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Urban Cowboy: Online LCBO and more broadband — it’s all about local

"Local is king and it counts everywhere"
Urban Cowboy is Owen Roberts' weekly look at agriculture and food in Guelph

A cascade effect could follow the province’s same-day decision earlier this week to make LCBO sales available online and spend $180 million to increase broadband access in rural areas.

It’ll take awhile, but it’s possible.

Here’s why, and how.

In the food and beverage world these days, it’s all about local. No matter where, no matter what the ingredients. Local is king and it counts everywhere, including in alcoholic beverages.

That was seen clearly in the spring, when the University of Guelph bestowed accolades on some of its researchers who had, with support from the partnership between with university and the Ontario Ministry of Agriculture, Food and Rural Affairs, helped develop start-up companies.

Such companies are vital for the lifeblood of the Ontario economy, creating jobs and contributing to the province’s standing as Canada’s economic engine.

One researcher who was recognized was molecular biologist Prof. George van der Merwe, along with his graduate students Richard Preiss and Angus Ross. They discovered Ontario yeasts that were also great for brewing beer.

Preiss and Ross went on to launch a company called Escarpment Laboratories. Now, they’re providing Ontario yeasts for local craft beer. Big market, given how craft beer sales have taken off. Perfect.

The same goes for hops. Most hops used for local beer production are imported. But craft beer brewers would certainly prefer to be able to say their beer is 100 per cent local, including the hops. So research is underway to help meet those demands. It’s a slow process, taking 3-4 years to establish a hop yard.

This all figures into the LCBO announcement about online sales. Online shopping could further open up markets for smaller producers, such as Ontario craft beer brewers and VQA wine producers. The province claims it’s offering online LCBO sales to give the citizenry “new and convenient” access to the liquor store’s 5,000-plus item catalogue, and strengthen the LCBO’s ability to generate revenue for Ontarians.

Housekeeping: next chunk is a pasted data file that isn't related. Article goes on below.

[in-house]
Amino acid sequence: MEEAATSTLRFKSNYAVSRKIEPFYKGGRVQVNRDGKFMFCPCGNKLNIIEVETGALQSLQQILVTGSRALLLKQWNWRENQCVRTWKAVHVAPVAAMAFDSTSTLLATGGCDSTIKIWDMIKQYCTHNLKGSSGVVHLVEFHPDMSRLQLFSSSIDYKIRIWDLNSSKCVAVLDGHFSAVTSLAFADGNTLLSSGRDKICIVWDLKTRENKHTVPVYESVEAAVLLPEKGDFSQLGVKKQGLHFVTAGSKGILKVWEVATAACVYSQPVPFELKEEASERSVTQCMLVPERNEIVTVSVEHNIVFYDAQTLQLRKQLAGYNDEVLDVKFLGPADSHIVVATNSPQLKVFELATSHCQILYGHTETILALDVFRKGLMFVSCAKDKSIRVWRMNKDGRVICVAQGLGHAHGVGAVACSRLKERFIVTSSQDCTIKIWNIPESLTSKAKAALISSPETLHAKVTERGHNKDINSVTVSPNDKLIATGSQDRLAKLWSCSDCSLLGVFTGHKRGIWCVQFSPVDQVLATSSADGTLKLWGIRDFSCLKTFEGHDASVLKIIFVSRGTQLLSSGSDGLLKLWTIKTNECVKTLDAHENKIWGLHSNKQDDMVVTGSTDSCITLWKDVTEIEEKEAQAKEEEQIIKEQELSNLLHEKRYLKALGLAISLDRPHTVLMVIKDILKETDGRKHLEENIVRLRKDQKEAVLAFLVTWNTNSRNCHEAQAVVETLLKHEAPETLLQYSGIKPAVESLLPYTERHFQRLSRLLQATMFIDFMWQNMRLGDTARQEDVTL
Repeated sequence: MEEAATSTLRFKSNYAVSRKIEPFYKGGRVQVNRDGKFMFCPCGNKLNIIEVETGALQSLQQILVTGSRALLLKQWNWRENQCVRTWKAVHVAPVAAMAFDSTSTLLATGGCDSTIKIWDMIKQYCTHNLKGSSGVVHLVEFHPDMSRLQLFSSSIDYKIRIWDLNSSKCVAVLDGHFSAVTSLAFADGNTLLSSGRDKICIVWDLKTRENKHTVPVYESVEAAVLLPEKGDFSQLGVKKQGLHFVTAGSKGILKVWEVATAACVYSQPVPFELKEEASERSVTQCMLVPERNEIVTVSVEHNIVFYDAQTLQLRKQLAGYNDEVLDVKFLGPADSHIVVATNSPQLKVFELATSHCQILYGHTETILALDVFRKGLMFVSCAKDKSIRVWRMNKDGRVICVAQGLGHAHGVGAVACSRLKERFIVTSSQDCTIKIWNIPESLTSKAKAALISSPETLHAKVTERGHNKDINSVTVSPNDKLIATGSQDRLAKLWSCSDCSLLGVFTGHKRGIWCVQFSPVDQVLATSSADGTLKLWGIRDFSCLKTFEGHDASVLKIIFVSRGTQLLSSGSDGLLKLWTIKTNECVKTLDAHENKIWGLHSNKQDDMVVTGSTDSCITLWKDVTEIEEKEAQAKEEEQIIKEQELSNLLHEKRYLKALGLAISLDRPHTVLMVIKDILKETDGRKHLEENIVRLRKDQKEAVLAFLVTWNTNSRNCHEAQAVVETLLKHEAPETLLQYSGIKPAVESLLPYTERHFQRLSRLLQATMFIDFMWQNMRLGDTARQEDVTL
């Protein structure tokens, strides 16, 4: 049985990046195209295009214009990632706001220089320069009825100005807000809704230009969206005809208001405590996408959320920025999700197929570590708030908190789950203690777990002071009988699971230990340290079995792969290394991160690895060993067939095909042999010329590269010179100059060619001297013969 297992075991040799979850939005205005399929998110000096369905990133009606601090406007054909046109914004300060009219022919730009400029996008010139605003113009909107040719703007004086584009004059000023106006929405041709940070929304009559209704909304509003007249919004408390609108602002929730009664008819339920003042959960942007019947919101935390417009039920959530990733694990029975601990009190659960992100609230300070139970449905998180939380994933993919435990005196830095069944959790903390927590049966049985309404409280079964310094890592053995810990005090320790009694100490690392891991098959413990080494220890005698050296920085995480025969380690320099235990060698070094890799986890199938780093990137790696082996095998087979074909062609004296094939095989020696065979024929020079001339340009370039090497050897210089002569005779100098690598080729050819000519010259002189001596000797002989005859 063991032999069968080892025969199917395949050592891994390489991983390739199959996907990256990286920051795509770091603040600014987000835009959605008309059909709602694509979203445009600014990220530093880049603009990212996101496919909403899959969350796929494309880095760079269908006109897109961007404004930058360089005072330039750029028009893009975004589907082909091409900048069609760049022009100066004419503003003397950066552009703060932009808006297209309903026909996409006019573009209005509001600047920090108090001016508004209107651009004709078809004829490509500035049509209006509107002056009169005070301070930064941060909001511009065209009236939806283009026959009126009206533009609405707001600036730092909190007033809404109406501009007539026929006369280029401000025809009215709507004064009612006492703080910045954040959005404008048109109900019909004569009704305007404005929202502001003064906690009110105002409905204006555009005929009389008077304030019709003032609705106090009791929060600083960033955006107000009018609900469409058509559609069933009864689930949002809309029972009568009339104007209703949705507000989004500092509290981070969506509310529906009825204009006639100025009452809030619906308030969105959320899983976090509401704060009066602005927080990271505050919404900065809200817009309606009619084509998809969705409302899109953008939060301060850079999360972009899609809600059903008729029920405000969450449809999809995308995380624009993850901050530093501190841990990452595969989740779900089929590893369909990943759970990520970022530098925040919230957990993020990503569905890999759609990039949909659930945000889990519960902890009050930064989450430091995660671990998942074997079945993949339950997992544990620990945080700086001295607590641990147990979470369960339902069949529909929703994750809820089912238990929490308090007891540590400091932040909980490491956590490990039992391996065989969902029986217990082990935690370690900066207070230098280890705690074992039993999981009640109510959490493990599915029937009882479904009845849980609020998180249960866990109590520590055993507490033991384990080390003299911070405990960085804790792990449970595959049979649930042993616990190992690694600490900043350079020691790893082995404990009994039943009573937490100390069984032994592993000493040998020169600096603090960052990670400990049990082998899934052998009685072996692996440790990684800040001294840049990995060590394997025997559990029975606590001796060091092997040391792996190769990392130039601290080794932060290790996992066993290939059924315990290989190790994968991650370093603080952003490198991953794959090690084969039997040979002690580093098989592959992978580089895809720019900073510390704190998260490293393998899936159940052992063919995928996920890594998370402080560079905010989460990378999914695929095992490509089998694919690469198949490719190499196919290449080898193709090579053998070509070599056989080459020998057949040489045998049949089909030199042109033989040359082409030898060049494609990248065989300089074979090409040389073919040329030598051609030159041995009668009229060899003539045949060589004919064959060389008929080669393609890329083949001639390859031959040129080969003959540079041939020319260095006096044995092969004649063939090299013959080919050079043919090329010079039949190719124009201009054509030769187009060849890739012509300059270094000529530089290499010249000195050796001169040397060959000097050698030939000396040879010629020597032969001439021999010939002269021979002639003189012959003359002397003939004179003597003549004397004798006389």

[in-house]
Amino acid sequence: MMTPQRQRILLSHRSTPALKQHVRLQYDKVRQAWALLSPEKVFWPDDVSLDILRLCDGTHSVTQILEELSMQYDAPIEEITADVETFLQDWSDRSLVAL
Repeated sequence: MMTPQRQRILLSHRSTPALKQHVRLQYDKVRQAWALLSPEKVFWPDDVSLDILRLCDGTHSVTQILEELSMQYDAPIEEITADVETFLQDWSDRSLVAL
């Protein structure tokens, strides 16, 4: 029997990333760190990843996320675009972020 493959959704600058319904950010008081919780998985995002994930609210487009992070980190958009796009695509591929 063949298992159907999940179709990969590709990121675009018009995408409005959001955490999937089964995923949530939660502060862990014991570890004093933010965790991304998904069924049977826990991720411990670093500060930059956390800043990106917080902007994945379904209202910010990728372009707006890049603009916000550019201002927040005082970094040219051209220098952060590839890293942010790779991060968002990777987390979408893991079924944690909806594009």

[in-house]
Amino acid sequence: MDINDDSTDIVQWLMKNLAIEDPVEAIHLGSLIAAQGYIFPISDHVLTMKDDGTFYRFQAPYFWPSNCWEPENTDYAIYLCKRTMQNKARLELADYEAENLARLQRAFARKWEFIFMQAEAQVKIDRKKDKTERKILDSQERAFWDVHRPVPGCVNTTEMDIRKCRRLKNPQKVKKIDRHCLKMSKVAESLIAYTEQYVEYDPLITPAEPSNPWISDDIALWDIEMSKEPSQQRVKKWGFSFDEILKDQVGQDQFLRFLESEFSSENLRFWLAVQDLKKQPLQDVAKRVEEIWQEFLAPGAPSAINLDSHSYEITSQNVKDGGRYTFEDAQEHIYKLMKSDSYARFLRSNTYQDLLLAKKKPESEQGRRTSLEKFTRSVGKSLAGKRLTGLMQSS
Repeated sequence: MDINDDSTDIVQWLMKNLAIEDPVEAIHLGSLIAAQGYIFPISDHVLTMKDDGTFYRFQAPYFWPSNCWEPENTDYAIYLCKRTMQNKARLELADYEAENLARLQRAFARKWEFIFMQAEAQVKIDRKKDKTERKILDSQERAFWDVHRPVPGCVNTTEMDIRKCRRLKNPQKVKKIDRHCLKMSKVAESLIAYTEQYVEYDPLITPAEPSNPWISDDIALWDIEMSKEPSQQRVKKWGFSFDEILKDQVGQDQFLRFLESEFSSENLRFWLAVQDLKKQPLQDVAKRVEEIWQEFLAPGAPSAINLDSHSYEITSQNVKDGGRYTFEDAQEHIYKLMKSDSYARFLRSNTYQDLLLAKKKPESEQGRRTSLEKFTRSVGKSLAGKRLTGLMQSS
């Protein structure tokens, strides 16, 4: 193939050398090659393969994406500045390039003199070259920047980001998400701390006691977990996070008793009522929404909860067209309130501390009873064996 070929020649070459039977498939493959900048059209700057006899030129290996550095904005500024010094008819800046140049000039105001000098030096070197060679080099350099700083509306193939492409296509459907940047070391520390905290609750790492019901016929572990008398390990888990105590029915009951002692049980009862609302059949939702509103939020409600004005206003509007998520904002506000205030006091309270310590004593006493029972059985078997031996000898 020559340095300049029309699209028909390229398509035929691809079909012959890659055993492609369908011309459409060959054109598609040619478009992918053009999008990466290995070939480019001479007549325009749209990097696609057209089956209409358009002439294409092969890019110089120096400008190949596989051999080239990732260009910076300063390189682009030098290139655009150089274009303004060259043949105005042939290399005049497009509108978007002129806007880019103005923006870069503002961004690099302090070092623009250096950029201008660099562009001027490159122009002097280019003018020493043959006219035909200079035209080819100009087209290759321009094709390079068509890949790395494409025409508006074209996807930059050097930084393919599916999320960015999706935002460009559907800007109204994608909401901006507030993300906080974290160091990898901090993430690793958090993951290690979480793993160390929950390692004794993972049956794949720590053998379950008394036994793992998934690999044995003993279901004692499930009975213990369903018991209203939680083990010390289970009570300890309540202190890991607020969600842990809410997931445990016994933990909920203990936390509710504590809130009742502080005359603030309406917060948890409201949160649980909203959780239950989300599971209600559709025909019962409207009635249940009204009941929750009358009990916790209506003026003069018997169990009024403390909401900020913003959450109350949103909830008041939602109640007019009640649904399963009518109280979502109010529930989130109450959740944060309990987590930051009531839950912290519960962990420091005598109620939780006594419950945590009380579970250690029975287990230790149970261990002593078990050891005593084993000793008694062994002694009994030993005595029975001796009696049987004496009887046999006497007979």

But small VQA wine producers — some of which have their own vineyards — have long blamed the monolithic organization for unfairly catering to high-volume producers . . . few of which are Canadian, let alone Ontarian.

Same thing goes for craft beer producers and the way they supposedly get pushed around by The Beer Store, which is owned by big breweries.  

Anyway, VQA wine producers claim that getting a spot on the shelves at the average LCBO is dear and nearly impossible, and that the organization does not look out for their interests as small business owners and taxpayers. The LCBO counters by saying it’s limited by physical space, and at most stores it can only offer up what people demanded.

Of course, how can consumers demand something they don’t know exists? It’s not like they can be introduced to new Ontario products at the LCBO’s competitor, because it doesn’t have one. The whole argument is frustrating and goes nowhere, and is based on a restrictive in-store retail model that is fading fast.

Now, at least in theory, the online ordering option reduces the LCBO’s claim that shelf space is limited. In the cyber world, space is virtually endless. The LCBO’s warehouses are limited to an extent, but not nearly in the same way that its retail stores are. So, it should be able to offer a wider selection of VQA wine and Ontario craft beer.

The broadband announcement seems a little more straightforward. Business in the modern world depends on reliable connectivity. With that in mind, the governments of Ontario and Canada announced Tuesday they will invest up to $180 million to help bring ultra-high speed Internet to homes and businesses in southwestern Ontario.

This is part of the new Southwestern Integrated Fibre Technology (SWIFT) project, which the province says will expand access to broadband by delivering fibre optic coverage to more than 3.5 million people and 300 communities in southwestern Ontario, as well as Caledon and Niagara.

The province claims the project will help southwestern Ontario communities and businesses better compete in global markets and attract new jobs.

It also says it will “improve quality of life,” allowing individuals to use online resources to gain skills and experience. And, just like their urban counterparts, it will give them much more opportunity to, yes, buy things online.

Things like products from the LCBO.

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Owen Roberts

About the Author: Owen Roberts

Owen Roberts is a journalist and a columnist with daily, weekly and monthly print and online media.
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